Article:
Injured workers with a herniated disc who undergo surgery must also partake in rehabilitation. After surgery the worker is necessarily unable to work and may be receiving TTD disability benefits while in the healing period. If they are not being paid temporary total disability benefits, we include this as part of the claim if there is a doctor’s authorization off work due to the work-related condition and surgery. Many of our clients with a herniated disc have a discectomy or fusion surgery, often with laminectomy or foraminotomy.
Rehabilitation after surgery is generally more complex than nonsurgical cases. Some patients leave the hospital shortly after surgery. However, some surgeries require patients to stay in the hospital for a few days. Patients who stay in the hospital may visit with a physical therapist in the hospital room soon after surgery. The treatment sessions help patients learn to move and do routine activities without putting extra strain on the back.
During recovery from surgery, patients should follow their surgeon’s instructions about wearing a back brace or support belt. They should be cautious about overdoing activities in the first few weeks after surgery.
Many surgical patients need physical therapy outside of the hospital. They see a therapist for one to three months, depending on the type of surgery. At first, therapists may use treatments such as heat or ice, electrical stimulation, massage, and ultrasound to help calm pain and muscle spasm. They provide reassurance to help patients deal with fear and apprehension about pain. Then they teach patients how to move safely with the least strain on the healing back. Exercises are used to improve flexibility, strength, and endurance.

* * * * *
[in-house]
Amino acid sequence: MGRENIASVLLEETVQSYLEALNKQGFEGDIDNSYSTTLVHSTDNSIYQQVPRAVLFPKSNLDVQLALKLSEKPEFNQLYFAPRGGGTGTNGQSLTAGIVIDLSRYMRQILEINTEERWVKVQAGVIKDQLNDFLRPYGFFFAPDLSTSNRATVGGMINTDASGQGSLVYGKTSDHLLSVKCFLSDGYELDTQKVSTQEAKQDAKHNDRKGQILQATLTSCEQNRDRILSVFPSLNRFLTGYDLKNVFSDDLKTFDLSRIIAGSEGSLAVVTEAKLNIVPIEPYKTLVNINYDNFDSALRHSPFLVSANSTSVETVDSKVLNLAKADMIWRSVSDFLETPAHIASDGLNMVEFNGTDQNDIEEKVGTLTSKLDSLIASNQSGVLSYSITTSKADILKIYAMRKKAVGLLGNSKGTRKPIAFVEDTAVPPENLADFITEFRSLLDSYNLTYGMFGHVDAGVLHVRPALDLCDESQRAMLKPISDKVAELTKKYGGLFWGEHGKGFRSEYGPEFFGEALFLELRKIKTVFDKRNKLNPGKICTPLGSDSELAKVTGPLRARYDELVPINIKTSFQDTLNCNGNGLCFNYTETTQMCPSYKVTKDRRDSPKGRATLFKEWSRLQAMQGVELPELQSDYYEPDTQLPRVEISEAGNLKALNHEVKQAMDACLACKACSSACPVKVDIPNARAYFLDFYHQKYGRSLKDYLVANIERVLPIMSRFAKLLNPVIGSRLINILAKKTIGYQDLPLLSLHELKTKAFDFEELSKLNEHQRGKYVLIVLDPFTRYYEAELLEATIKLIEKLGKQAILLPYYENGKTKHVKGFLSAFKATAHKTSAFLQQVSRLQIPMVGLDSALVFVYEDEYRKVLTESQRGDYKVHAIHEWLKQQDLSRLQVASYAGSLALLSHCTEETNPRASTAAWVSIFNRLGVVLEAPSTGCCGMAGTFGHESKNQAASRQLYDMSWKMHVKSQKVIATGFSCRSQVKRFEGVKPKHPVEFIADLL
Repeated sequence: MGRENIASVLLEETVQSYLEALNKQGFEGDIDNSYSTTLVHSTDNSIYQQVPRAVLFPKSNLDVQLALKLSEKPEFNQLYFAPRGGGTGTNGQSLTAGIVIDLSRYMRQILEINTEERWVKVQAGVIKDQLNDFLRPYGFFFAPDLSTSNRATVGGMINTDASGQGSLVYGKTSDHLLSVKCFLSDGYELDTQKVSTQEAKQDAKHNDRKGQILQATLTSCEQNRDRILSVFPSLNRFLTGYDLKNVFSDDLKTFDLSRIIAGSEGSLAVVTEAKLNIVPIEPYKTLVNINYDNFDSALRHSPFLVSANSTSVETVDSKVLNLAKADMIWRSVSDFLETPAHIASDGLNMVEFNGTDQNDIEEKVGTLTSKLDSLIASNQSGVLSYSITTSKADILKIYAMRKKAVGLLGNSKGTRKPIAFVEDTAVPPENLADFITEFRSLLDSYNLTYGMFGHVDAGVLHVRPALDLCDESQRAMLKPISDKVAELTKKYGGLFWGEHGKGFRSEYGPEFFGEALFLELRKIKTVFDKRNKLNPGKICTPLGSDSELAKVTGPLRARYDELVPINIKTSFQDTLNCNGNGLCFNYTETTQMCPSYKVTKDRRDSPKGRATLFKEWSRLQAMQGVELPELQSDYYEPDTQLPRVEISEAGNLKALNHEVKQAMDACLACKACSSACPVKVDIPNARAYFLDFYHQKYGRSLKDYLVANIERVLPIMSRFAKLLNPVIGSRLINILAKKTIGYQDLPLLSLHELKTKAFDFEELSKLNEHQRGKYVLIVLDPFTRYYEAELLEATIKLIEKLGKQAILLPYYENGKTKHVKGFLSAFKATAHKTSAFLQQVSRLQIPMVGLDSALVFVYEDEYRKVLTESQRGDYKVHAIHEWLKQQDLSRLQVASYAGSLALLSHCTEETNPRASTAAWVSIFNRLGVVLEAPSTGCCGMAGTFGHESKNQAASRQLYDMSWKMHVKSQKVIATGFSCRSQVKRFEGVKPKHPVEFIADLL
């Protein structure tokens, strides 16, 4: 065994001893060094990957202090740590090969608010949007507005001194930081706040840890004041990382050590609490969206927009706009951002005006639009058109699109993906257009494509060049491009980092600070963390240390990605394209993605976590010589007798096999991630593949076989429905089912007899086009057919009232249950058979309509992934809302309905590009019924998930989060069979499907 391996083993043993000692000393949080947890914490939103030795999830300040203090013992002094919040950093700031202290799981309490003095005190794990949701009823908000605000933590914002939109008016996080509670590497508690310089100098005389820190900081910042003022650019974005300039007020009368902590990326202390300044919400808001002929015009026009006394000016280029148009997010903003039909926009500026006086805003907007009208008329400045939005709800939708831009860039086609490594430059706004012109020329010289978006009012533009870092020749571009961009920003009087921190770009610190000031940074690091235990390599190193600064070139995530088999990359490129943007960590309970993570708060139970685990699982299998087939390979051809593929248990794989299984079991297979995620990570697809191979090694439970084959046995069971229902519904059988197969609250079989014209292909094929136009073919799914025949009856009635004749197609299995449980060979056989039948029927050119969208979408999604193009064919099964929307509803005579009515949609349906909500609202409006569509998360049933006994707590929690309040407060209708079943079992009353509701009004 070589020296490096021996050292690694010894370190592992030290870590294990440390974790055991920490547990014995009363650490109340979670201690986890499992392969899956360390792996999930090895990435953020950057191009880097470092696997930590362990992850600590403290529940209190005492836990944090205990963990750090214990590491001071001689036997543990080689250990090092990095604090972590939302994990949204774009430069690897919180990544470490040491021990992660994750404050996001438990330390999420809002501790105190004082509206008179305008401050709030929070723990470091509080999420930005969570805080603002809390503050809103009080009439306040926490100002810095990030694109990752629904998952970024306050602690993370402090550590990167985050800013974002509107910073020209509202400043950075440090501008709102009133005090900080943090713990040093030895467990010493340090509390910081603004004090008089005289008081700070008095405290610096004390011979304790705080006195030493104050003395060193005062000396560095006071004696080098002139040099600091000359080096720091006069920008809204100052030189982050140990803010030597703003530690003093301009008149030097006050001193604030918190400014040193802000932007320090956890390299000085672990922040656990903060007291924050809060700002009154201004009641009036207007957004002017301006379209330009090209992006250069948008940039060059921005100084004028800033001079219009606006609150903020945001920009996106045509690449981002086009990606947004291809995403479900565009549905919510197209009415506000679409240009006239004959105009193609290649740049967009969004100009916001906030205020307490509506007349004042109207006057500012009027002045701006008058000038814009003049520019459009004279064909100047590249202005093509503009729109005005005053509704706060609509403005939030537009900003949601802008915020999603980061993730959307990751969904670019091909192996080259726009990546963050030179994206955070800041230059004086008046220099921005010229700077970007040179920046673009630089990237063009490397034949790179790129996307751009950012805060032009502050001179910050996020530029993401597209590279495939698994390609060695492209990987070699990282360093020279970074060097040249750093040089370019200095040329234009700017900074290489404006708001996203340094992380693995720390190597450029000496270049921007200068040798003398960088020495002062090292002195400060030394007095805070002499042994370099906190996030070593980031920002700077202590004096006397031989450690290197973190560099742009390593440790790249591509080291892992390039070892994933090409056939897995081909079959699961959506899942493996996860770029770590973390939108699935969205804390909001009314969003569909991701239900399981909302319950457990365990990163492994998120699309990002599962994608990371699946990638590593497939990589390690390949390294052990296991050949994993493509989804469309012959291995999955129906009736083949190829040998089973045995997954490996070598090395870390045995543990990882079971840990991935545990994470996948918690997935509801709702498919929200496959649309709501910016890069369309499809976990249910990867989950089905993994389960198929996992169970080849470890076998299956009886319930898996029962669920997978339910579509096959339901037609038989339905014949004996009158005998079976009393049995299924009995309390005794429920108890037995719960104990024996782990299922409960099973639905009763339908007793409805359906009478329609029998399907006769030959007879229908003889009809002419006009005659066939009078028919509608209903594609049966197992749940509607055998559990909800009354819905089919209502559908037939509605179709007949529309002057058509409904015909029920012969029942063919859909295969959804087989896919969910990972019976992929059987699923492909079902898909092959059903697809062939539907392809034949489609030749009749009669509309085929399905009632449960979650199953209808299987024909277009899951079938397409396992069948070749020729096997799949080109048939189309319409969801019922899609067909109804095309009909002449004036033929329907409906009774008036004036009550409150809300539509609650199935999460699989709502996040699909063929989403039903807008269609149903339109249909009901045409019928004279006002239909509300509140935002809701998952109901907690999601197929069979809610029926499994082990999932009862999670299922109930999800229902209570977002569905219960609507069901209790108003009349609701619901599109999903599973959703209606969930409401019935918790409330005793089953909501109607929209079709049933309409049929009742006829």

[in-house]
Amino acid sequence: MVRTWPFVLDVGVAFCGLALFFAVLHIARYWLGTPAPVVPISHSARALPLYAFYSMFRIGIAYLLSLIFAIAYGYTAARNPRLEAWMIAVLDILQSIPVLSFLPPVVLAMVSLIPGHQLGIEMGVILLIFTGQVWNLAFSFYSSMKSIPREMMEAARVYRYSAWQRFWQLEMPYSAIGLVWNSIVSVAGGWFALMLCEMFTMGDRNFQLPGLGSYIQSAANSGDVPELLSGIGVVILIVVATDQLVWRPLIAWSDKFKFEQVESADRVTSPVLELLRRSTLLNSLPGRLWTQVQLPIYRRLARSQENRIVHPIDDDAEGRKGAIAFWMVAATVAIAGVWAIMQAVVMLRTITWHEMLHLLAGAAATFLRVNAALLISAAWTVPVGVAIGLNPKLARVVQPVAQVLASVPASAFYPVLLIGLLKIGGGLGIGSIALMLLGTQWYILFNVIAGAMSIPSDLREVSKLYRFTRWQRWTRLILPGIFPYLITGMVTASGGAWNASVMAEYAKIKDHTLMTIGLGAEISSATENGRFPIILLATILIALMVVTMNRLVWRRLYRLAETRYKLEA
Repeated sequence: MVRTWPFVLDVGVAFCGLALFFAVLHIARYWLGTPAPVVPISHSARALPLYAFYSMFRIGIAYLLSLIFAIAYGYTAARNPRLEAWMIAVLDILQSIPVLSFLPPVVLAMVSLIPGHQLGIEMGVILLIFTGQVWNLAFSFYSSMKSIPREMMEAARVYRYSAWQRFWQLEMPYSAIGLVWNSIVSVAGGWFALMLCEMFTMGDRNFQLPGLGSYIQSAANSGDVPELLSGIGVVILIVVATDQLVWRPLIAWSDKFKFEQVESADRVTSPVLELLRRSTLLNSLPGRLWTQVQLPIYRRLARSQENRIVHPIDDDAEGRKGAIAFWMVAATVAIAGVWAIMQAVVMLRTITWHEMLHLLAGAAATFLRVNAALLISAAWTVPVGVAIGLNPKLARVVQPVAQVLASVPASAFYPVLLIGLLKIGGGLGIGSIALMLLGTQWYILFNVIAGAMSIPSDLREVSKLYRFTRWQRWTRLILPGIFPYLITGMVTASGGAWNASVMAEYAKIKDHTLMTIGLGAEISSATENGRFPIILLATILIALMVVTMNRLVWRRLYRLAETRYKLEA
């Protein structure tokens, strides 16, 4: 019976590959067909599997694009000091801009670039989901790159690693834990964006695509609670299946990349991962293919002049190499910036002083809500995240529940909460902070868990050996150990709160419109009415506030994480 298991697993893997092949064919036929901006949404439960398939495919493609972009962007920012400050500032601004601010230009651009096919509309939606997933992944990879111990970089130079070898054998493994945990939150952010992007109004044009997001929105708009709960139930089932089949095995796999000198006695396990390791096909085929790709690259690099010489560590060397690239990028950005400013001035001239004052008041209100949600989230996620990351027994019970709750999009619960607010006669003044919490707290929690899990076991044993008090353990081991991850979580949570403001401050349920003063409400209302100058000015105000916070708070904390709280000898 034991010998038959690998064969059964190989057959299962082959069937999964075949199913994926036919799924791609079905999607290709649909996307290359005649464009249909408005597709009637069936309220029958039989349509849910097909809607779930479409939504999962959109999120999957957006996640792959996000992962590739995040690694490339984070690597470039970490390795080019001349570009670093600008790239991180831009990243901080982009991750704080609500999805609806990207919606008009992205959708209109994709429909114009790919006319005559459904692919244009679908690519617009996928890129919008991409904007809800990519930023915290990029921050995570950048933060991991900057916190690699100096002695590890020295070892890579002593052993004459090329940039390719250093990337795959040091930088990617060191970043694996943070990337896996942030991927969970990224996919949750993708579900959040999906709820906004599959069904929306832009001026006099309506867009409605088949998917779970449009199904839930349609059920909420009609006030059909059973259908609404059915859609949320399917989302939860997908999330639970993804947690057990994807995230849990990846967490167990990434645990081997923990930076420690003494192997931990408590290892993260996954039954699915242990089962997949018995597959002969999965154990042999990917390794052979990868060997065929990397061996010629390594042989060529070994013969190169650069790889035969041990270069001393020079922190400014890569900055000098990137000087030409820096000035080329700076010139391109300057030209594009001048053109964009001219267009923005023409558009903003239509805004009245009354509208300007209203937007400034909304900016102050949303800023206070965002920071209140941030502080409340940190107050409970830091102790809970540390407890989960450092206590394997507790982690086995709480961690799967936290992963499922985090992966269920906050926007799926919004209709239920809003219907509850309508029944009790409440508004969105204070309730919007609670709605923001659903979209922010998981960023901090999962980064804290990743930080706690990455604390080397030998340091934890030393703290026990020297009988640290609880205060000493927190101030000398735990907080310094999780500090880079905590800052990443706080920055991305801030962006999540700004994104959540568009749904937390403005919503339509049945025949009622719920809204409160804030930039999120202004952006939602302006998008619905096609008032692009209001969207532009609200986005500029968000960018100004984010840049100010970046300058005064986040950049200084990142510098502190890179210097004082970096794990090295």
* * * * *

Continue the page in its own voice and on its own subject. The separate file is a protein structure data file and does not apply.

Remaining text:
When the treatment is well under way, regular visits to the therapist’s office may end. The therapist will continue to be a resource but the patient is in charge of doing exercises as part of an ongoing home program.
The physical therapist will work closely with the doctor to help the worker get back on the job as quickly as reasonably possible. Occasionally a more intense form of PT, work hardening is recommended. The therapist may suggest changes that could help one work more safely, with less chance of re-injuring the back.
A primary purpose of therapy is to help one learn how to accomplish activities of daily living and prevent future problems. Finally, there will be given a home program of exercises to continue improving flexibility, posture, endurance, and low back and abdominal strength.
McCormick Law Office in Milwaukee, Wisconsin represents employees with cervical and lumbar herniated disc injuries. Our attorneys seek disability benefits and medical bill coverage for injured workers.